Last night as I dozed off reading Graham Greene's The Honorary Consul by headlamp, I came across a passage that struck me as remarkably resonant with descriptions of witchcraft here.
In the book, one of the characters has just described a bomb plot gone awry. The bomb had been placed in a church and set to explode at midnight, but it failed to go off. The police colonel states that the fuse was badly set, but his interlocutor replies,
' “And why was the fuse badly set? One has to go back to the source, colonel. A miracle is very much like a crime. You say the fuse was badly set, but how can we be sure that it was not Our Lady who guided the hand which set the fuse?” '
These are the kinds of questions that animate accusations of witchcraft here in Central Africa. In Christianity, believers tend to cordon such powers off as the provenance only of delineated religious authorities (the baker is not credited with channeling Mother Theresa into the sticky bun that has just come out of his oven – a higher power is). With witchcraft, anyone – including the pushy woman at the water pump – might be capable of wreaking havoc. Makes the world a dangerous and tricky place.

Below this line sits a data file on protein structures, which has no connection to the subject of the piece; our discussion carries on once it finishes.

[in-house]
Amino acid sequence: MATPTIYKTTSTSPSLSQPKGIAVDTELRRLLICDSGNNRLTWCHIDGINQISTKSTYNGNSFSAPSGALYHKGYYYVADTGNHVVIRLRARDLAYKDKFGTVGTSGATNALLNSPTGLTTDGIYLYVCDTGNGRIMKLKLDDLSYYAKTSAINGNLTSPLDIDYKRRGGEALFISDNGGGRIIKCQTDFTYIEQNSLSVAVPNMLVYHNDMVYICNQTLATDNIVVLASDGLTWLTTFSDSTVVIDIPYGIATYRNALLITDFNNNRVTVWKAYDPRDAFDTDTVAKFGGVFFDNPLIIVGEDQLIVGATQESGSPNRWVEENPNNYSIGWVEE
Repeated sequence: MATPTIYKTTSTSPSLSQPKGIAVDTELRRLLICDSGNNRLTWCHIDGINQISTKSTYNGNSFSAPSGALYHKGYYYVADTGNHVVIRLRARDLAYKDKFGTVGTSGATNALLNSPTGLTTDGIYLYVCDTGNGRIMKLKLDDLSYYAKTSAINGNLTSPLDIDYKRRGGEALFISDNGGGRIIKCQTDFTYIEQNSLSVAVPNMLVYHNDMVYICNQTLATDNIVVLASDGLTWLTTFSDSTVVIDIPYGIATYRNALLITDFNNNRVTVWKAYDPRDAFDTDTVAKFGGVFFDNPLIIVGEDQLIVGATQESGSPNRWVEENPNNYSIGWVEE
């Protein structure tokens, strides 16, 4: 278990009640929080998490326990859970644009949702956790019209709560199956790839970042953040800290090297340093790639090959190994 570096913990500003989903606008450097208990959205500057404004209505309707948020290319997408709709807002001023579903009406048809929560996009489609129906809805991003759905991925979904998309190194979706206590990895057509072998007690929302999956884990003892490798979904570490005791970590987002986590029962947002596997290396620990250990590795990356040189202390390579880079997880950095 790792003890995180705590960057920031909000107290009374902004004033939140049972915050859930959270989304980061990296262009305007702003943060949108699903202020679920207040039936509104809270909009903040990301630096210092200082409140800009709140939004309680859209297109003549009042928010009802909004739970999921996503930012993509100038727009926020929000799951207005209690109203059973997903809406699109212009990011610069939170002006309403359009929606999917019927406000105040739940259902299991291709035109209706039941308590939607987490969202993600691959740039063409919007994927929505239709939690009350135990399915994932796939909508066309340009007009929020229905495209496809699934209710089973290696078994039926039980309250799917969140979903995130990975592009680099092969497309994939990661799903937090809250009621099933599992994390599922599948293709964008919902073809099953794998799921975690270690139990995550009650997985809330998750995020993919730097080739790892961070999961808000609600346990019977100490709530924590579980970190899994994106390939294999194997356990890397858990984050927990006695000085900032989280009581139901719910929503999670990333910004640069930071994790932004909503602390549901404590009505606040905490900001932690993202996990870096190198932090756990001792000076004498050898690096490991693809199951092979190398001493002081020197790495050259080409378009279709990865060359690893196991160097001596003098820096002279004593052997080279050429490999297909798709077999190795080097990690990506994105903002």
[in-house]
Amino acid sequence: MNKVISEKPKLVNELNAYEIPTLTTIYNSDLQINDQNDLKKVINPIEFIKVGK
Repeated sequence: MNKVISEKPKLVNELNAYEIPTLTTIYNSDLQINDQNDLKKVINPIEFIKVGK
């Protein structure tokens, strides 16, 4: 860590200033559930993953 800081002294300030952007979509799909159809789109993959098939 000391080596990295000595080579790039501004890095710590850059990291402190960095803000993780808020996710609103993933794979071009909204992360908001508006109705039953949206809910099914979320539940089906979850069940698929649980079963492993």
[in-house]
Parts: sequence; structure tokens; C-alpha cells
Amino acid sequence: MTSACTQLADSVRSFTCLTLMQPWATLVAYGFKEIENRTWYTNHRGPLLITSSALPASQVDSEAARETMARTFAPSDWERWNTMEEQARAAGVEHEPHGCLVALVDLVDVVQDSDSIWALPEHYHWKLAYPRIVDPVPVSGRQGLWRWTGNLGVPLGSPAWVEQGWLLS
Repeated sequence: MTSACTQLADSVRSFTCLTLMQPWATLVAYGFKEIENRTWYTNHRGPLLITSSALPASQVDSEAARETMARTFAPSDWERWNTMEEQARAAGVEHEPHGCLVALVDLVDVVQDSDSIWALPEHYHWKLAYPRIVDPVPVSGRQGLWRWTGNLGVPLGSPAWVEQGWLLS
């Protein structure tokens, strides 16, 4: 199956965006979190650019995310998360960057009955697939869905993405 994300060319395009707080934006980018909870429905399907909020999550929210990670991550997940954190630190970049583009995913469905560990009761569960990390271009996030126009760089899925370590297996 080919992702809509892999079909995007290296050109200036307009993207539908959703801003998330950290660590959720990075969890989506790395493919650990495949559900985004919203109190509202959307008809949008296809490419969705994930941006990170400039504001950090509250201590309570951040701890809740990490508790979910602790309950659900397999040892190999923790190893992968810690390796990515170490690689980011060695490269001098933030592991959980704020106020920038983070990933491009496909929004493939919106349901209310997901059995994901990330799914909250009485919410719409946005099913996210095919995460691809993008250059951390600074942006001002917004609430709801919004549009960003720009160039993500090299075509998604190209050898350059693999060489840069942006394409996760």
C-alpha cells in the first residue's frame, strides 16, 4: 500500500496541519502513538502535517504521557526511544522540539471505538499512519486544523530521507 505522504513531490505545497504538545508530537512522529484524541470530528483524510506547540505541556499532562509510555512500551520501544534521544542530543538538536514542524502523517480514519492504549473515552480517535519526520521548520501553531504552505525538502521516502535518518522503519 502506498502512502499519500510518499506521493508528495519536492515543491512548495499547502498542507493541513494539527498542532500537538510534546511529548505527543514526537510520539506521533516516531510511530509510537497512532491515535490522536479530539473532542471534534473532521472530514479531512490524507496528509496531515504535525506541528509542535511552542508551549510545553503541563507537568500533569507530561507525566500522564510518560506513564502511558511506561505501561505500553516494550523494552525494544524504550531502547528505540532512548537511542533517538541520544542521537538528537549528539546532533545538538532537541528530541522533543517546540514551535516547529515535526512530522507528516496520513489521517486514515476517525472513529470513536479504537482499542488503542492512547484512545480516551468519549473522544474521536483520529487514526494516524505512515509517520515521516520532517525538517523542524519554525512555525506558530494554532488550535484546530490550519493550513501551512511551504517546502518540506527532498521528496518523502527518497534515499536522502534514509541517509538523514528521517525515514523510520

This insecurity is one reason why discipline is so lacking in the armed forces here. An officer will not dare to sanction a subordinate who has known poisoning powers at his disposal. The head of the ECOFAC anti-poaching unit that I stayed with last week described how he had to shift around various members of his force because their wives were recognized as witches and accused of causing all sorts of problems. Clearly, there are many other reasons for the impunity enjoyed by soldiers. For instance, a humanitarian worker was shot by a soldier here in Ndele a few weeks ago, and the general (a government official no longer in the military), the person who should lead the investigation, spent the whole of the next 36 hours too drunk/hung over to deal with the problem and then promptly decamped for Bangui, where he has remained. But the discourse of witchcraft suggests that the reasons might include some beyond simple-to-uproot structural delinquency.